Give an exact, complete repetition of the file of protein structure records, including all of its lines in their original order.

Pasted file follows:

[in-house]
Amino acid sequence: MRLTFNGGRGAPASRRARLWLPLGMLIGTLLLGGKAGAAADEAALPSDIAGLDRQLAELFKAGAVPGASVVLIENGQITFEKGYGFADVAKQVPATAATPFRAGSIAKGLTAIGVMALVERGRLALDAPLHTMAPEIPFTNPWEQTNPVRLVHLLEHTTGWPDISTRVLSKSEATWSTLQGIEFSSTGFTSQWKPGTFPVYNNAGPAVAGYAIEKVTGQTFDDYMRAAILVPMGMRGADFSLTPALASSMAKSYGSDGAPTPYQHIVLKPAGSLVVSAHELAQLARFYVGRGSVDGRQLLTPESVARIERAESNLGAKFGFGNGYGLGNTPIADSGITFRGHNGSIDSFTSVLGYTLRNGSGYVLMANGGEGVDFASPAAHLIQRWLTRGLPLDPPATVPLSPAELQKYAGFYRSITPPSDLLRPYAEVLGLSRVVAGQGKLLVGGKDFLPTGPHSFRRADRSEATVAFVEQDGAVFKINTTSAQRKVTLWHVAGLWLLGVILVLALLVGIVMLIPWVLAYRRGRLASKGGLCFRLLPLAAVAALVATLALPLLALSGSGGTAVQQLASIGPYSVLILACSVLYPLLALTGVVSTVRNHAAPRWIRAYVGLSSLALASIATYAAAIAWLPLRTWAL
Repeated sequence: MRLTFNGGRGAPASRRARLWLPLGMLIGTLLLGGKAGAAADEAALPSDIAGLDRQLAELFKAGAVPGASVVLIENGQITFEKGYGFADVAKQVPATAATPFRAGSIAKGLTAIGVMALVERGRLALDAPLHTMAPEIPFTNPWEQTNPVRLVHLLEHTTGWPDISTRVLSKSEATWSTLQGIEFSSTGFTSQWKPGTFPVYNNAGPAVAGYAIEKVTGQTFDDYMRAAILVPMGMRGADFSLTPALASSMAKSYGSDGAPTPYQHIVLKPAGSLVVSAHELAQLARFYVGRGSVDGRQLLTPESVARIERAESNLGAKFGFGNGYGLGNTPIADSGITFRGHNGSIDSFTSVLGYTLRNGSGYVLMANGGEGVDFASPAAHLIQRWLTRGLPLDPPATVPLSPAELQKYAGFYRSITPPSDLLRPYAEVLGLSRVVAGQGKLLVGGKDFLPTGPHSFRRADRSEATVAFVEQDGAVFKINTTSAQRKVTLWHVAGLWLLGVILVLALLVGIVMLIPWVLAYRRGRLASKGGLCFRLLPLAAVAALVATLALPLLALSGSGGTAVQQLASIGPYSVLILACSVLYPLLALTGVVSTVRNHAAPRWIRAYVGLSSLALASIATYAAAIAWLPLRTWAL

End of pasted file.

[in-house]
Amino acid sequence: MRLTFNGGRGAPASRRARLWLPLGMLIGTLLLGGKAGAAADEAALPSDIAGLDRQLAELFKAGAVPGASVVLIENGQITFEKGYGFADVAKQVPATAATPFRAGSIAKGLTAIGVMALVERGRLALDAPLHTMAPEIPFTNPWEQTNPVRLVHLLEHTTGWPDISTRVLSKSEATWSTLQGIEFSSTGFTSQWKPGTFPVYNNAGPAVAGYAIEKVTGQTFDDYMRAAILVPMGMRGADFSLTPALASSMAKSYGSDGAPTPYQHIVLKPAGSLVVSAHELAQLARFYVGRGSVDGRQLLTPESVARIERAESNLGAKFGFGNGYGLGNTPIADSGITFRGHNGSIDSFTSVLGYTLRNGSGYVLMANGGEGVDFASPAAHLIQRWLTRGLPLDPPATVPLSPAELQKYAGFYRSITPPSDLLRPYAEVLGLSRVVAGQGKLLVGGKDFLPTGPHSFRRADRSEATVAFVEQDGAVFKINTTSAQRKVTLWHVAGLWLLGVILVLALLVGIVMLIPWVLAYRRGRLASKGGLCFRLLPLAAVAALVATLALPLLALSGSGGTAVQQLASIGPYSVLILACSVLYPLLALTGVVSTVRNHAAPRWIRAYVGLSSLALASIATYAAAIAWLPLRTWAL
Repeated sequence: MRLTFNGGRGAPASRRARLWLPLGMLIGTLLLGGKAGAAADEAALPSDIAGLDRQLAELFKAGAVPGASVVLIENGQITFEKGYGFADVAKQVPATAATPFRAGSIAKGLTAIGVMALVERGRLALDAPLHTMAPEIPFTNPWEQTNPVRLVHLLEHTTGWPDISTRVLSKSEATWSTLQGIEFSSTGFTSQWKPGTFPVYNNAGPAVAGYAIEKVTGQTFDDYMRAAILVPMGMRGADFSLTPALASSMAKSYGSDGAPTPYQHIVLKPAGSLVVSAHELAQLARFYVGRGSVDGRQLLTPESVARIERAESNLGAKFGFGNGYGLGNTPIADSGITFRGHNGSIDSFTSVLGYTLRNGSGYVLMANGGEGVDFASPAAHLIQRWLTRGLPLDPPATVPLSPAELQKYAGFYRSITPPSDLLRPYAEVLGLSRVVAGQGKLLVGGKDFLPTGPHSFRRADRSEATVAFVEQDGAVFKINTTSAQRKVTLWHVAGLWLLGVILVLALLVGIVMLIPWVLAYRRGRLASKGGLCFRLLPLAAVAALVATLALPLLALSGSGGTAVQQLASIGPYSVLILACSVLYPLLALTGVVSTVRNHAAPRWIRAYVGLSSLALASIATYAAAIAWLPLRTWAL